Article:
I’ve been thinking a lot lately about the notion of client risk when choosing to hire us – us being defined as management consultants, financial advisors, attorneys, architects, etc. – those of us in the professional services. In my last post, I wrote that understanding client risk is one of the keys to winning more business. I’d like to dive a bit deeper into this – especially the aspect of client risk that relates to our professional competence.
As I’ve thought more about the client’s buying decision journey, I’ve come to appreciate the difficulty clients have in discerning how good we are at what we do. Whatever it is we are experts at – law, accounting, building design, or financial analysis – it is universally true that we know more about our profession than our clients do. We have years (possibly decades) of education and experience in our field, and our prospective clients don’t. When they hire us, they are faced with the difficult task of trying to assess “how good we are at what we do”. And, “how good we are relative to others in our profession”.
Competence risk lies at the center of why selling professional services is much harder than selling a product – even an expensive product. If you doubt the truth of this claim, explain how we can make a purchase decision on our dream home after a one hour walk-through – even if the home is north of $1M – yet struggle for months when deciding which architect to hire to design our dream home. The difference lies in the gap between ‘what is’ and ‘what may be’.
Yale University’s Paul Bloom speaks to this in his highly-regarded 1984 article in the Harvard Business Review titled Effective Marketing for Professional Services:
“Because buyers of professional services are often uncertain about the criteria to use in selecting a professional, they tend to focus on one question: Have you done it before? People prefer to use accountants and management consultants who have worked in their industry previously, lawyers who have litigated cases like theirs, architects who have designed buildings like the one they want to build, and surgeons who have performed the needed procedure hundreds of times. Using an experienced professional makes a risky purchase seem less risky.”
Prospective clients look for clues to our competence, because they don’t know of a better way to truly evaluate our competence. These may come in the form of:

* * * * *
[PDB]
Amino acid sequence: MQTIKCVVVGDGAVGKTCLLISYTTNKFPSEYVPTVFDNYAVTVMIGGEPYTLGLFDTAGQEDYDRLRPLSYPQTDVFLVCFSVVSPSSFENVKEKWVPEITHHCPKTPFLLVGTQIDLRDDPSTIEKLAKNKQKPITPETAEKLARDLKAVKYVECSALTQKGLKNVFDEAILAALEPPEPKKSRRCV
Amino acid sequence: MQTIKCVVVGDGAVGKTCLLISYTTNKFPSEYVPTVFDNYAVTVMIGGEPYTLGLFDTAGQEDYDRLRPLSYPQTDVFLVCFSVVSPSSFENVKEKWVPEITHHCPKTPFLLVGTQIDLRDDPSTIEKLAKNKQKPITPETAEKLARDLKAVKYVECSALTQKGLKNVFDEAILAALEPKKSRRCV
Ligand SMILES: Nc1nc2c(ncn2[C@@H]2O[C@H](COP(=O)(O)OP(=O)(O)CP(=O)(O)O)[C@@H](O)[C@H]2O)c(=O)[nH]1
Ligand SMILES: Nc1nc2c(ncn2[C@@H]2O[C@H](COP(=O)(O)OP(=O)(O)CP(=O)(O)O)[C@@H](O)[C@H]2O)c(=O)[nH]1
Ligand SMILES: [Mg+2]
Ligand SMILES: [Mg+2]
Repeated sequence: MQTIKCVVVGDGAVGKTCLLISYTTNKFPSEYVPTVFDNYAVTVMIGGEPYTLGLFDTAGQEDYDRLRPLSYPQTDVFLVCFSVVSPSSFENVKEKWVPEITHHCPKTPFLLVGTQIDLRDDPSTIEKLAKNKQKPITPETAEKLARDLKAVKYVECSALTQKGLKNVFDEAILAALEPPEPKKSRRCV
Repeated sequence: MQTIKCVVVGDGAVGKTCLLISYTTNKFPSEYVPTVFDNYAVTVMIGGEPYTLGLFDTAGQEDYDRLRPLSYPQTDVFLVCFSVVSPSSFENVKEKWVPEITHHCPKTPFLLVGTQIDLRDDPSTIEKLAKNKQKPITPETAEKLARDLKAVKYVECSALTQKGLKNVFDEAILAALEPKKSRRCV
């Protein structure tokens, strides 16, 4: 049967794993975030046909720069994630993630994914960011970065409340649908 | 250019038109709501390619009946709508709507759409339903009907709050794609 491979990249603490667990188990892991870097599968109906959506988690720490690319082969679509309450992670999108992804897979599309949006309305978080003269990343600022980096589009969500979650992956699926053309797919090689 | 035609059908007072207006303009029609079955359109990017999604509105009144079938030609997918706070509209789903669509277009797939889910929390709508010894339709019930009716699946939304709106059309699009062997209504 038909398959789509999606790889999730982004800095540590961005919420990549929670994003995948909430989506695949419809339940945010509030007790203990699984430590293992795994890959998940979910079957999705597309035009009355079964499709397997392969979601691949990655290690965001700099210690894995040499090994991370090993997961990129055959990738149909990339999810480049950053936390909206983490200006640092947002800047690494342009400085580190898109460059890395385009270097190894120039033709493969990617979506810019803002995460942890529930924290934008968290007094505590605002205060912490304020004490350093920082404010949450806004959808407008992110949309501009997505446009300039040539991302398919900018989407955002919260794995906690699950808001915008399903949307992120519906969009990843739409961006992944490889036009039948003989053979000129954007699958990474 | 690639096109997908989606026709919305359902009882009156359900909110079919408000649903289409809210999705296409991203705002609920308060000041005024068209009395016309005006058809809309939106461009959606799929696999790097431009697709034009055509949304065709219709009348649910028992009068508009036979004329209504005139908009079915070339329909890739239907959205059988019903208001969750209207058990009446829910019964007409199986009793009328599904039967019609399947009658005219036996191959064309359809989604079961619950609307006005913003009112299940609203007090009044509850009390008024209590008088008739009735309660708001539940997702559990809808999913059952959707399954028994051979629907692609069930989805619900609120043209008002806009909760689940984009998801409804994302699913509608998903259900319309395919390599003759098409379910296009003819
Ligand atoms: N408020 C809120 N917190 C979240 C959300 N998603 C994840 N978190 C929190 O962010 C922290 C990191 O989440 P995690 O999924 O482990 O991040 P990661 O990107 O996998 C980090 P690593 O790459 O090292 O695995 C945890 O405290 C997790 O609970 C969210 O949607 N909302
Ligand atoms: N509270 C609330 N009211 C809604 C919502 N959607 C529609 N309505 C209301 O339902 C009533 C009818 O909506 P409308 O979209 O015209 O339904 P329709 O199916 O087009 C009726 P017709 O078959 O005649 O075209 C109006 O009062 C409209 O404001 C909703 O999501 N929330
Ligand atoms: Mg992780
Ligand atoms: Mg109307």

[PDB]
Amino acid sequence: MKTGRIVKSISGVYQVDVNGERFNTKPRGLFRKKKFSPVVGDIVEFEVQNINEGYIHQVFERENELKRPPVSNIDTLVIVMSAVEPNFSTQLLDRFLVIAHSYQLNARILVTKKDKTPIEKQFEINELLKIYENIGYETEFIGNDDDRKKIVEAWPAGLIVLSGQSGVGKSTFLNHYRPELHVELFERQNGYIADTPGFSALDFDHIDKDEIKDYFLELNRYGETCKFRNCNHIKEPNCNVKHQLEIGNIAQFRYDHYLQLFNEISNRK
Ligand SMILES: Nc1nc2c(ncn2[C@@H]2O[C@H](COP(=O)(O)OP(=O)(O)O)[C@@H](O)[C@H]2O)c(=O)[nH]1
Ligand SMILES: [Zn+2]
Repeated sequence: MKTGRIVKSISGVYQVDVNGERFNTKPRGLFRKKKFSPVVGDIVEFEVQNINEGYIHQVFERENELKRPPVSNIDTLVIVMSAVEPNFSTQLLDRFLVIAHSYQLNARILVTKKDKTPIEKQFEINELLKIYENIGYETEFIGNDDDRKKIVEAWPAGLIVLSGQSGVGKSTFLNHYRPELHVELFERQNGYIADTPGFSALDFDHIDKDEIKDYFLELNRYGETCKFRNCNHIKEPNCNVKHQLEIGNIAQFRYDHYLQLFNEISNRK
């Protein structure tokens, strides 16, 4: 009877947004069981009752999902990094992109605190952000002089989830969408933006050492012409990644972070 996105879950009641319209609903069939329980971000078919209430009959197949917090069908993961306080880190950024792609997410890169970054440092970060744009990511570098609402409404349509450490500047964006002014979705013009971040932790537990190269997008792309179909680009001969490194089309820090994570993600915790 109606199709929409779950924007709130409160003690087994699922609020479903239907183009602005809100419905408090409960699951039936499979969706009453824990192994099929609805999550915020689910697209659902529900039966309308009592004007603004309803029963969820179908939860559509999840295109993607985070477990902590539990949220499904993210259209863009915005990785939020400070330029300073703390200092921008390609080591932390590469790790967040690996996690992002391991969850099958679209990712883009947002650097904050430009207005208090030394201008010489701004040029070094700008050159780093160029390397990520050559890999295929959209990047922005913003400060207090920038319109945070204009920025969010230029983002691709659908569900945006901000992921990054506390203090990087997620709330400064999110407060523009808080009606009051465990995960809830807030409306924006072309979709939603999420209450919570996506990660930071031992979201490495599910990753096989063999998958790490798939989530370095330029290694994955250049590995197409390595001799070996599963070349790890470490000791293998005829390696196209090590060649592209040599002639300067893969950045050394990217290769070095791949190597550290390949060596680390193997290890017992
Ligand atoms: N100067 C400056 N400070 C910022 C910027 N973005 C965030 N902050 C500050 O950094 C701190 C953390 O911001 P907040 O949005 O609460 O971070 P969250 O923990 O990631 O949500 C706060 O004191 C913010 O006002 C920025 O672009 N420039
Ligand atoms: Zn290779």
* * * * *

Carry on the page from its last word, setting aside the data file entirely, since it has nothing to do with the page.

- University degrees and the relative prestige of where we went to school
- Our certifications (such as a CPA, PE, etc.)
- Examples of our work (buildings, legal cases, IPOs, etc.)
- Interviews by reputable news sources (magazines, newspapers, TV, etc.)
- Published works (books, articles, etc.)
- Industry awards and accolades
- Recommendations from prior clients
- And, as Paul Bloom indicates, prior work that is very similar to theirs
Understanding that a prospective client is struggling with this assessment of our professional competence is key to us demonstrating our competence. Clients don’t want to be our learning curve. We may know how good we are at what we do, but we can’t assume that the client has drawn this same conclusion. It is up to us to patiently demonstrate our ability. Rushing through this phase can lead to future delays in the client’s decision – or worse, the client choosing to work with another individual or firm who did a better job at demonstrating their professional competence.
When speaking with a prospective client, remember to meet them where they are in their decision journey. Ask yourself, “have we clearly demonstrated that we have experience that fits their needs?”, “have we built a compelling case that we are their best option?” and “have we demonstrated our abilities to all that may influence the decision?” Showing our professional capability isn’t just marketing hype. It is a vital step in the client’s decision making journey and the better we are at recognizing this milestone, the better we will be at winning client business.
There are other important factors as well in the client journey – such as integrity and diligence and timing – but we’ll save those for another day.
Happy holidays, friends!
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